The judgment in which the remarks occur is under appeal. That has prevented me from dealing with the matter at any length in the Press. Unfortunately, the remarks being merely obiter dicta of the Magistrate, may not be fully dealt with by the judges. During the examination, cross-examination and re-examination of the witness Asgara, the Congress was not even so much as mentioned. After the re-examination was finished, the Magistrate asked the witness questions about the Congress. It was made clear from the questions and answers that there was no meeting of the Congress during the week during which the intimidation is supposed to have taken place. Two printed circulars were produced, one of which was dated the 14th August, the other the 12th September, inviting members of the Congress to attend the meetings on the Tuesdays following the prospective dates, i.e., on the 20th August and 17th September.

The intimidation was alleged to have happened on the 12th August. The witness is said to have been sent for by Mahomed Camroodeen to Moosa’s office that day, where there were present M. C. Camroodeen, Dada Abdulla, Dowd Mahomed and two or three strangers. Here, it is alleged, he was asked certain questions about the case. And this the magistrate has connected with the Congress, in spite of the witness’s evidence to the effect that the Congress meetings are not held in Moosa’s office, that there was no circular inviting him to the meeting at Moosa’s office, that he did not attend the meetings convened in terms of the circulars, that the Congress meetings are held in the Congress Hall, that the circulars had nothing to do with the case, and that he was not present at the actual Congress meetings.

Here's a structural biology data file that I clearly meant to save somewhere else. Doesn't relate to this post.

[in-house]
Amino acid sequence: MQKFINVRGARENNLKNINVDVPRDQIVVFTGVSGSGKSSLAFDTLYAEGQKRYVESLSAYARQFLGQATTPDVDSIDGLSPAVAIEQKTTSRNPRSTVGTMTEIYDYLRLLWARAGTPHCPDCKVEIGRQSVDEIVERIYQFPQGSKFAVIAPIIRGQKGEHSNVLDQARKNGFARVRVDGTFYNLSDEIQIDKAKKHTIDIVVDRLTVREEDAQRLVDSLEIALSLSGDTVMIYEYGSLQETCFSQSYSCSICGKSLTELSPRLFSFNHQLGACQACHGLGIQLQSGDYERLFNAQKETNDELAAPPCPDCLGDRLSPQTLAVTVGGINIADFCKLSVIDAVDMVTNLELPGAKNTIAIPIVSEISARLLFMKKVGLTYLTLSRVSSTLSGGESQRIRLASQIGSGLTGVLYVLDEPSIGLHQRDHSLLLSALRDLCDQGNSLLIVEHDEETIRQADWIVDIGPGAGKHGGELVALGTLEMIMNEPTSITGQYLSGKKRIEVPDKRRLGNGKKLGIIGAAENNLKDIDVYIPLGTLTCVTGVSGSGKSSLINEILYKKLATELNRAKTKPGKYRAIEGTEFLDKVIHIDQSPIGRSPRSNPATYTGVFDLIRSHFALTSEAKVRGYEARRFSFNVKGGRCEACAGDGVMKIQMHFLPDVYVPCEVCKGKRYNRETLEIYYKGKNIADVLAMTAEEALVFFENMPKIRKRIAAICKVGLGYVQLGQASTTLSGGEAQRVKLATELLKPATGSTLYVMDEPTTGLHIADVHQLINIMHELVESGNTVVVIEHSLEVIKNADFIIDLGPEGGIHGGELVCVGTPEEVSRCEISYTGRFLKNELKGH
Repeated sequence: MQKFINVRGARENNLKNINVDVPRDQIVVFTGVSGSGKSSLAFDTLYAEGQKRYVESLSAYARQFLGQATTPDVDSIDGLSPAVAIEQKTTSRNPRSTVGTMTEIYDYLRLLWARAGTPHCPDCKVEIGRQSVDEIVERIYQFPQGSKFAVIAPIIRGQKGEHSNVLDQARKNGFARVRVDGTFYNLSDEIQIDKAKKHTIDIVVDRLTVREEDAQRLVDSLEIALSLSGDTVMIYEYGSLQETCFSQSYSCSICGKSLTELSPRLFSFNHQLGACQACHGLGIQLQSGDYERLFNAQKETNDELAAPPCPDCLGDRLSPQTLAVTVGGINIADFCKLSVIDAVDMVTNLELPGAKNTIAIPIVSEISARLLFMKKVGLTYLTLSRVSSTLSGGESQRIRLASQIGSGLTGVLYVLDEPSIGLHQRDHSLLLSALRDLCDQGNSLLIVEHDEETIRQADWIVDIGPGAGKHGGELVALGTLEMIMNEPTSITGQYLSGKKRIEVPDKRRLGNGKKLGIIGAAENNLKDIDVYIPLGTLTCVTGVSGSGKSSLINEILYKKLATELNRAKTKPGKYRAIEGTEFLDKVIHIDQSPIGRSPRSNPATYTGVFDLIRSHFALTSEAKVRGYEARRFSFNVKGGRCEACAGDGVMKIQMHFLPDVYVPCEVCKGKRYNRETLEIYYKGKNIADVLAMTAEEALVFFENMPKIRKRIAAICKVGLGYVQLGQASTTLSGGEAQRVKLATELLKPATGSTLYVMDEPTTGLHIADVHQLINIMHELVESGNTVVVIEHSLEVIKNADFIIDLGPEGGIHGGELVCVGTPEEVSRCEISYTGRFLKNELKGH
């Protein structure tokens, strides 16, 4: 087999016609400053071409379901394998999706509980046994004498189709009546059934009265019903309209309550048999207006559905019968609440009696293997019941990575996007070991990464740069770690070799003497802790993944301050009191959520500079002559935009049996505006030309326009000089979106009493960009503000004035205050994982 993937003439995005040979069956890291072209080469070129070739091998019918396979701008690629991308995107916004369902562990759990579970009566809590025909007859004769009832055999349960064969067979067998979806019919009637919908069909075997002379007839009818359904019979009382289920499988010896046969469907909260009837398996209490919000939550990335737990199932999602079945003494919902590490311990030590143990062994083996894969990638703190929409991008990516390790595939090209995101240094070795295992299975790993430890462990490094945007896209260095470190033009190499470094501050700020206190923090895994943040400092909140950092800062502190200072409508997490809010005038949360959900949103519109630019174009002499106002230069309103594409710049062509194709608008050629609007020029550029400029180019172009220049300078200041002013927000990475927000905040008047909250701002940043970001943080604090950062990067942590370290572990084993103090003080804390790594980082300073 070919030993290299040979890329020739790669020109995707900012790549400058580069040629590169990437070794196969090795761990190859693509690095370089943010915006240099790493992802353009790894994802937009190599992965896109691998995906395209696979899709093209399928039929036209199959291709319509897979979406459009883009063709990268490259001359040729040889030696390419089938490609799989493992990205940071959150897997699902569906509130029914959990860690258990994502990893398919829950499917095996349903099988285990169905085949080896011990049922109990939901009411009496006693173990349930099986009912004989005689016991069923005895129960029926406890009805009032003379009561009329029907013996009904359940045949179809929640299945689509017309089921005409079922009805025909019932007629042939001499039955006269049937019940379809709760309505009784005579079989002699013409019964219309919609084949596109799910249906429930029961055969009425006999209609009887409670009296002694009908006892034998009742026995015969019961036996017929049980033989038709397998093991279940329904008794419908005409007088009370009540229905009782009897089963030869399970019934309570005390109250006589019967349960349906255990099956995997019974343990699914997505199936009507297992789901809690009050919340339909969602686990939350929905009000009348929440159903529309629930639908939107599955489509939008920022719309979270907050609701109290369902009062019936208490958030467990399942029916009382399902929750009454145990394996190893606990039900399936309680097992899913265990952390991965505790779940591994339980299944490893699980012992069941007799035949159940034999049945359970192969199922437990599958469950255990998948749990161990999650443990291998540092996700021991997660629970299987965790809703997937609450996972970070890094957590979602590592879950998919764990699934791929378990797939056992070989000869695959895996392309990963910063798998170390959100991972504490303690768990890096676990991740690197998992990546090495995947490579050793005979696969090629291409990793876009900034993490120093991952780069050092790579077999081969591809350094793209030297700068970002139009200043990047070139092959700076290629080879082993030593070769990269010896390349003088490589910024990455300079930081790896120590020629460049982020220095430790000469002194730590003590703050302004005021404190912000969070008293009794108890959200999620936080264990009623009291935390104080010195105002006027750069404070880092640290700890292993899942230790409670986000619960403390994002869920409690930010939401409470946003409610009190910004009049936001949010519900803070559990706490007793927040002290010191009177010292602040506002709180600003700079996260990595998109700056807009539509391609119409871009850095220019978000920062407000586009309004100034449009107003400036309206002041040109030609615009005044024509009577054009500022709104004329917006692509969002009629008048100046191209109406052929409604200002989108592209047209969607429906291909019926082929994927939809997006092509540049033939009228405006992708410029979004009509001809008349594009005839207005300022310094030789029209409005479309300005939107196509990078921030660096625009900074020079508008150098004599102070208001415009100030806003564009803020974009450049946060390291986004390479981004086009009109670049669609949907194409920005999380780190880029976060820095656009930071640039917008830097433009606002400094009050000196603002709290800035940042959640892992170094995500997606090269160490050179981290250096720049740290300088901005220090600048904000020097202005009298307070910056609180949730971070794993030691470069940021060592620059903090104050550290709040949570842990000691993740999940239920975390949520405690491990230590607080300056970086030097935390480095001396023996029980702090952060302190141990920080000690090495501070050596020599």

The only point that could in any way be used to support the Magistrate’s conclusion was the fact that three out of the six or seven men alleged to have been present at Moosa’s office were members of the Congress.

I beg to enclose herewith the extracts from the evidence bearing on the matter.

I venture to submit that, in some way or other, the Magistrate was biased. In the case of Poonoosamy Pather and three others, without a particle of evidence, he has remarked in his reasons for judgment that the defendants are members of and have been backed up by the Congress. As a matter of fact, all of them are not members of the Congress and the Congress had nothing whatever to do with the matter. As a great deal has been made of my instructing Mr. Millar in the Rungasamy case, I may mention that I had no connection whatever with the case of Poonoosamy and others, nor did I know, till after the case had far advanced towards the final stage, that there was such a case at all. My intervention was sought when Rungasamy was charged for the same offence for the second time and then, too, not in my capacity as Hon. Secretary of the Congress but as a lawyer.

I beg to assure the Government that the intention of the organizers of the Congress is to make the Congress an institution useful to both the communities in the Colony and a medium of interpretation of the feelings of the Indians on questions affecting them, and thus to help the existing Government and not to embarrass it, if it could embarrass it at all.

Holding such views, they naturally resent any remarks made about the Congress that may curtail its usefulness. Nothing, therefore, will be more welcome to the members of the Congress than a thorough enquiry as to its constitution and working, should the Government be inclined to attach any weight to the Magistrate’s remarks.